The quality of brazed connections depends greatly on the heating time and temperature, with the alloying and wetting action of the filler metal increasing with increased furnace temperature. The filler material must have a melting point lower than the substrate metals because it needs to be melted before it can flow into the joint by capillary action. In general, the lowest successful brazing temperature is preferred. The filler melting point is the primary, but not the only, factor to be considered when determining the furnace temperature. A lower furnace temperature minimizes heat growth and potential distortion, reduces chemical interactions between the base and filler materials, and maximizes the life of the fixturing. In addition to minimizing the temperature, the heating time (Fig 5) is also kept as short as possible. This has some of the same advantages as reduced temperature and also reduces operating costs.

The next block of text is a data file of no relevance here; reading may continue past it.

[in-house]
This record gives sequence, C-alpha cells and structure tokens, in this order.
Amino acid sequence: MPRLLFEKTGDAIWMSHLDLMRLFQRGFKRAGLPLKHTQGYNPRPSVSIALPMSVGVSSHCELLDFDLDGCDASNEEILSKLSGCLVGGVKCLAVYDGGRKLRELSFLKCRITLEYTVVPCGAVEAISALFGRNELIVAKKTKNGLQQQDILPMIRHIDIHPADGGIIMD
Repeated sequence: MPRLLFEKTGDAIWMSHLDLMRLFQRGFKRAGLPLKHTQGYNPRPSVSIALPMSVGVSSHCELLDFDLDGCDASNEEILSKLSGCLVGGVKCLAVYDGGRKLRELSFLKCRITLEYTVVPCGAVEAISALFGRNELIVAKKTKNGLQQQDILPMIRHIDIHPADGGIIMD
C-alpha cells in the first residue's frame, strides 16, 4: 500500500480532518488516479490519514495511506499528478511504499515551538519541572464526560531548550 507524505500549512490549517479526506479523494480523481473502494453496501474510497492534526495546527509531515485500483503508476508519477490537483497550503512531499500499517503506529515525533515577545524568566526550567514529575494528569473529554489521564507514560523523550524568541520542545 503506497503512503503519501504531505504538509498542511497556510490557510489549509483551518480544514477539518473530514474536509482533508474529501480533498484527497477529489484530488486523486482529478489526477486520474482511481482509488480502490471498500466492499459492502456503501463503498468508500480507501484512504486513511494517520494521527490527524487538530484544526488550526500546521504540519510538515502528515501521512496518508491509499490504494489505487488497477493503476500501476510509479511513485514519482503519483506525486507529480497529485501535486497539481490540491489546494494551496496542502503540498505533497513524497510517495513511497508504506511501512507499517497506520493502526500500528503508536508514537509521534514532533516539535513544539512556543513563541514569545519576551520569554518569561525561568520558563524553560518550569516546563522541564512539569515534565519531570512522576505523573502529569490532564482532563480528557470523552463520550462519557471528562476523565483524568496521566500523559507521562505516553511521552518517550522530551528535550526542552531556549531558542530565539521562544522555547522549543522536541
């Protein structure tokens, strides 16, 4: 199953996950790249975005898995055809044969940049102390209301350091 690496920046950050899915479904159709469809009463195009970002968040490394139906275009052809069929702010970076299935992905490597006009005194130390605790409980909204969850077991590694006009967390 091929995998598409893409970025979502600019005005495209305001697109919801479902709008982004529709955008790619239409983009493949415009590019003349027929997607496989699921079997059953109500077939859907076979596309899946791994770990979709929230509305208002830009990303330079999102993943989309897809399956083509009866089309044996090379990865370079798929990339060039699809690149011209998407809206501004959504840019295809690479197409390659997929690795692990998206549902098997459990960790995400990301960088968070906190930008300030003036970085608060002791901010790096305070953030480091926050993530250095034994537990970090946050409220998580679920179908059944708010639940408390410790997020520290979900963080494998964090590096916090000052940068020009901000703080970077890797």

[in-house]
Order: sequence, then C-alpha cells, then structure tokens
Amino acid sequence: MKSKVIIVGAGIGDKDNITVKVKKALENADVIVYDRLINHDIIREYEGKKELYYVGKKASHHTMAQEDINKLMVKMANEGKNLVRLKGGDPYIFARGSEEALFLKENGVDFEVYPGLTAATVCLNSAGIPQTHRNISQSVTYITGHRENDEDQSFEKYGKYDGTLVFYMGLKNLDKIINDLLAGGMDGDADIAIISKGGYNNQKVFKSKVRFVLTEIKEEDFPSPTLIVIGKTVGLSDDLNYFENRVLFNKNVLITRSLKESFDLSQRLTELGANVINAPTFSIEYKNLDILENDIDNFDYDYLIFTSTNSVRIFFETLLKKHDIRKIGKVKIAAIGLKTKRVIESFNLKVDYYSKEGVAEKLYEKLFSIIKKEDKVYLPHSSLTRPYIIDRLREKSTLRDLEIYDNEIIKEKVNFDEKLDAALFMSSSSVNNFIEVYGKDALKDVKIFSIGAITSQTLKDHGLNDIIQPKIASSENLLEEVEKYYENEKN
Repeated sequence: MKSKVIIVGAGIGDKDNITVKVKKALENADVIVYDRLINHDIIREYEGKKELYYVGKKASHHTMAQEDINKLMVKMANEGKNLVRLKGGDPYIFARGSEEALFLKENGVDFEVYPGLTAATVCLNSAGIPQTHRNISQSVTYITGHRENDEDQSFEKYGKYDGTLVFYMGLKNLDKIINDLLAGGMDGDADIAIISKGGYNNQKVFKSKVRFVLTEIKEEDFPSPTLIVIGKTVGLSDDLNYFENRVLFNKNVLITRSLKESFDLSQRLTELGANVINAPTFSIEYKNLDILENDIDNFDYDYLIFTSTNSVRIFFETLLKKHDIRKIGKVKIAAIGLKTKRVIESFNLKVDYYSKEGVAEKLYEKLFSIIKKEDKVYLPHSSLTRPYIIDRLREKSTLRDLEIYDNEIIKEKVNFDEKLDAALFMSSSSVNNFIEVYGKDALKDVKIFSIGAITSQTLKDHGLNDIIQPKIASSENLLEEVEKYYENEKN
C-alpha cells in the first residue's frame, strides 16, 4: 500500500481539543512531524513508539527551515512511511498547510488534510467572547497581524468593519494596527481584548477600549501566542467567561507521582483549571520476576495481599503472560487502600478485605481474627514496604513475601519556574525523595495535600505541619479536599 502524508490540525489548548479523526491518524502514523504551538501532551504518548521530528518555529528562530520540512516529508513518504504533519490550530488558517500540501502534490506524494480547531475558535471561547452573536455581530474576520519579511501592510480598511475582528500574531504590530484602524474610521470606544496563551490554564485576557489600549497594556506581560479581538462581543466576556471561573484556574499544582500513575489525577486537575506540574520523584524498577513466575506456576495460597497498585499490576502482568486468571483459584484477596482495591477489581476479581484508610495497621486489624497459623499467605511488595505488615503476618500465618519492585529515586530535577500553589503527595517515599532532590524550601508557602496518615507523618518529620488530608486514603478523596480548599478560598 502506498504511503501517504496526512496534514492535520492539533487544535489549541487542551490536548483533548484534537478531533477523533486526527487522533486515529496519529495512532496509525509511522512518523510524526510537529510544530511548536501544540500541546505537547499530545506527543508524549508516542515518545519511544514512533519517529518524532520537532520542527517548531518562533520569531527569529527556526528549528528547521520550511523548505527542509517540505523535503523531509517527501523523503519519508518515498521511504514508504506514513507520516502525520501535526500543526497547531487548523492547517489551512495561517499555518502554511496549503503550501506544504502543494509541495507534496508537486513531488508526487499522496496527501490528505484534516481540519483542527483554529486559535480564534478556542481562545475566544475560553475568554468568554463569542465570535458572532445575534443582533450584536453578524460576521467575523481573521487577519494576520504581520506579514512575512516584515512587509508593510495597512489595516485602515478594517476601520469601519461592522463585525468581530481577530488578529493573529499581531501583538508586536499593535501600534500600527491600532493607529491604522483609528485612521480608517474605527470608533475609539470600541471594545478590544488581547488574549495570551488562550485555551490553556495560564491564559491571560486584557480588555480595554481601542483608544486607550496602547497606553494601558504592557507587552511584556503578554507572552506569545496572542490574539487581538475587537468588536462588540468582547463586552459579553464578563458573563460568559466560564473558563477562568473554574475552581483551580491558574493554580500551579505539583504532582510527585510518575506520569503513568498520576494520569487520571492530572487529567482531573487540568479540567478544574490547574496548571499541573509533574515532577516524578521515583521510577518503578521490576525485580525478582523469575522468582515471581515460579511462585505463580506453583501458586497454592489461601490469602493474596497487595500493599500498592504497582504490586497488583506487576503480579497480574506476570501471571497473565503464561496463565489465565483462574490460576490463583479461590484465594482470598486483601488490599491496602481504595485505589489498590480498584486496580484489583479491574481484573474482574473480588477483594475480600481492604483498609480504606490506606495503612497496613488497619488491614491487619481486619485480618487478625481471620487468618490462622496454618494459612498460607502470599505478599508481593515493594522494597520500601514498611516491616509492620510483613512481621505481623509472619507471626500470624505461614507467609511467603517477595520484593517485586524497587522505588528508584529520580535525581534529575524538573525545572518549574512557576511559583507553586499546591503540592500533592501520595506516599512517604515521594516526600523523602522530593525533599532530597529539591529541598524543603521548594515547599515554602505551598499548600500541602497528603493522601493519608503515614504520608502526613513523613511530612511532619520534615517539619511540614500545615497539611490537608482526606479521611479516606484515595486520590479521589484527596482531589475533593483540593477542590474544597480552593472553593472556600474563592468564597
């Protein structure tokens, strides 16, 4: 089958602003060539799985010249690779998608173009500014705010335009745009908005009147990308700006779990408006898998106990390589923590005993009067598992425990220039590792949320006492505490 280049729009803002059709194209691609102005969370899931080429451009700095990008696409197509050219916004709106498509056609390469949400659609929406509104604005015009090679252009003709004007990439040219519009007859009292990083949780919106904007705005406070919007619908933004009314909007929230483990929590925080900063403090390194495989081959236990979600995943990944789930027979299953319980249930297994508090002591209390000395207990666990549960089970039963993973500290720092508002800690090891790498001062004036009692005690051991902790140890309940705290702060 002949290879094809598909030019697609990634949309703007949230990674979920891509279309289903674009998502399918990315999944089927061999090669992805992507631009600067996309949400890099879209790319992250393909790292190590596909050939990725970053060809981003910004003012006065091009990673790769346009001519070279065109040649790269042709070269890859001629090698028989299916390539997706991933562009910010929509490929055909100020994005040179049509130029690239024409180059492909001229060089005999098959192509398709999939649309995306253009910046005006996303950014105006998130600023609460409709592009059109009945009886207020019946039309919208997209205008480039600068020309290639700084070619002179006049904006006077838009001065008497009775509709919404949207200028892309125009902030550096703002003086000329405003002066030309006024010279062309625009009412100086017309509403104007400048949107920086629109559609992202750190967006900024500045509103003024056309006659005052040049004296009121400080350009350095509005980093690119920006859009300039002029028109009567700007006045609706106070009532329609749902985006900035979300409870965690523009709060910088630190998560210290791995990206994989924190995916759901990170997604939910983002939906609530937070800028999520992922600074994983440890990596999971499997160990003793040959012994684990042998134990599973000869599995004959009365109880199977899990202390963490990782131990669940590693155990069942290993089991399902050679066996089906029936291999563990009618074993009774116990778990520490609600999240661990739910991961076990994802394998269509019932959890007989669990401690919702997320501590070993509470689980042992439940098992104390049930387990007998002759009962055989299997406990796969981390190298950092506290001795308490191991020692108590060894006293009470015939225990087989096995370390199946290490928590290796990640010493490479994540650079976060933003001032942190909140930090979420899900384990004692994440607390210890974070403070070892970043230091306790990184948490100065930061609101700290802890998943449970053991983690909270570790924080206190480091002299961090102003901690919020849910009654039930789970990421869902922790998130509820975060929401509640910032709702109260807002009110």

In order to achieve a high-quality joint, the parts must be carefully fitted to minimize the gap between them. The substrate metals are typically prepared using chemical or abrasive cleaning as they must be uncontaminated and oxide-free. In the case of abrasive cleaning, a specific surface roughness must be achieved to allow the capillary action of the filler material to properly occur. In vacuum aluminum brazing, magnesium is used as an additive to the filler metal or the base metal, and this serves two purposes. After it starts to vaporize at approximately around 570°C (1058°F), the magnesium attracts oxygen and water vapor, serving as a getter material, which increases the purity of the environment in the furnace and provides a better joint. The magnesium additive also lessens the alumina oxide on the surface of the aluminum, improving adhesion between the filler and joint surfaces.